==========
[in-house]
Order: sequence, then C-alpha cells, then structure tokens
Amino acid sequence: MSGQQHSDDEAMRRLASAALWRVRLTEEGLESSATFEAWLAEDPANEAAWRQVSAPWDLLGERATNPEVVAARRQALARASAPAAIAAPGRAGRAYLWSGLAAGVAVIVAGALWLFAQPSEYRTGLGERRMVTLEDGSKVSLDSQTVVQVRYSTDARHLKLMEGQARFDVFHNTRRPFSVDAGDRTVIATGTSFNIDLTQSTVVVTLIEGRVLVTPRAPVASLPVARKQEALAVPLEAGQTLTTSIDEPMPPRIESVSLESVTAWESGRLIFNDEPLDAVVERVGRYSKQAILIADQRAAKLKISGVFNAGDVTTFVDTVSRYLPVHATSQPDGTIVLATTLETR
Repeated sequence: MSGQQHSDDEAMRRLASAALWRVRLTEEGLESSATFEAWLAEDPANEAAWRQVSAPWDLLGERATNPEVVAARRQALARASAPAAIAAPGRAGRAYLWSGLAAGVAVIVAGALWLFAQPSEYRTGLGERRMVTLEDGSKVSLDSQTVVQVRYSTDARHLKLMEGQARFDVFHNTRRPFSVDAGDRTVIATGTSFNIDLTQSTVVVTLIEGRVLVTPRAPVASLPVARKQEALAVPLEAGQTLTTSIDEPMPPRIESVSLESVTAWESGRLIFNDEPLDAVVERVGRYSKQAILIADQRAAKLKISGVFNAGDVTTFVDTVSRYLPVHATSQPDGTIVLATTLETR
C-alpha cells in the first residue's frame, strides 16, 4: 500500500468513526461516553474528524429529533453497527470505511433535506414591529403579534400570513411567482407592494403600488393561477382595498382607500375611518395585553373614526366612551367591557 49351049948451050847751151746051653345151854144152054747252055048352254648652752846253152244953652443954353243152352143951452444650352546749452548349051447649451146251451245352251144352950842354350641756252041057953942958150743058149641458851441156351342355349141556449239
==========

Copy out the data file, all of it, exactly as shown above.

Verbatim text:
[in-house]
Order: sequence, then C-alpha cells, then structure tokens
Amino acid sequence: MSGQQHSDDEAMRRLASAALWRVRLTEEGLESSATFEAWLAEDPANEAAWRQVSAPWDLLGERATNPEVVAARRQALARASAPAAIAAPGRAGRAYLWSGLAAGVAVIVAGALWLFAQPSEYRTGLGERRMVTLEDGSKVSLDSQTVVQVRYSTDARHLKLMEGQARFDVFHNTRRPFSVDAGDRTVIATGTSFNIDLTQSTVVVTLIEGRVLVTPRAPVASLPVARKQEALAVPLEAGQTLTTSIDEPMPPRIESVSLESVTAWESGRLIFNDEPLDAVVERVGRYSKQAILIADQRAAKLKISGVFNAGDVTTFVDTVSRYLPVHATSQPDGTIVLATTLETR
Repeated sequence: MSGQQHSDDEAMRRLASAALWRVRLTEEGLESSATFEAWLAEDPANEAAWRQVSAPWDLLGERATNPEVVAARRQALARASAPAAIAAPGRAGRAYLWSGLAAGVAVIVAGALWLFAQPSEYRTGLGERRMVTLEDGSKVSLDSQTVVQVRYSTDARHLKLMEGQARFDVFHNTRRPFSVDAGDRTVIATGTSFNIDLTQSTVVVTLIEGRVLVTPRAPVASLPVARKQEALAVPLEAGQTLTTSIDEPMPPRIESVSLESVTAWESGRLIFNDEPLDAVVERVGRYSKQAILIADQRAAKLKISGVFNAGDVTTFVDTVSRYLPVHATSQPDGTIVLATTLETR
C-alpha cells in the first residue's frame, strides 16, 4: 500500500468513526461516553474528524429529533453497527470505511433535506414591529403579534400570513411567482407592494403600488393561477382595498382607500375611518395585553373614526366612551367591557 49351049948451050847751151746051653345151854144152054747252055048352254648652752846253152244953652443954353243152352143951452444650352546749452548349051447649451146251451245352251144352950842354350641756252041057953942958150743058149641458851441156351342355349141556449239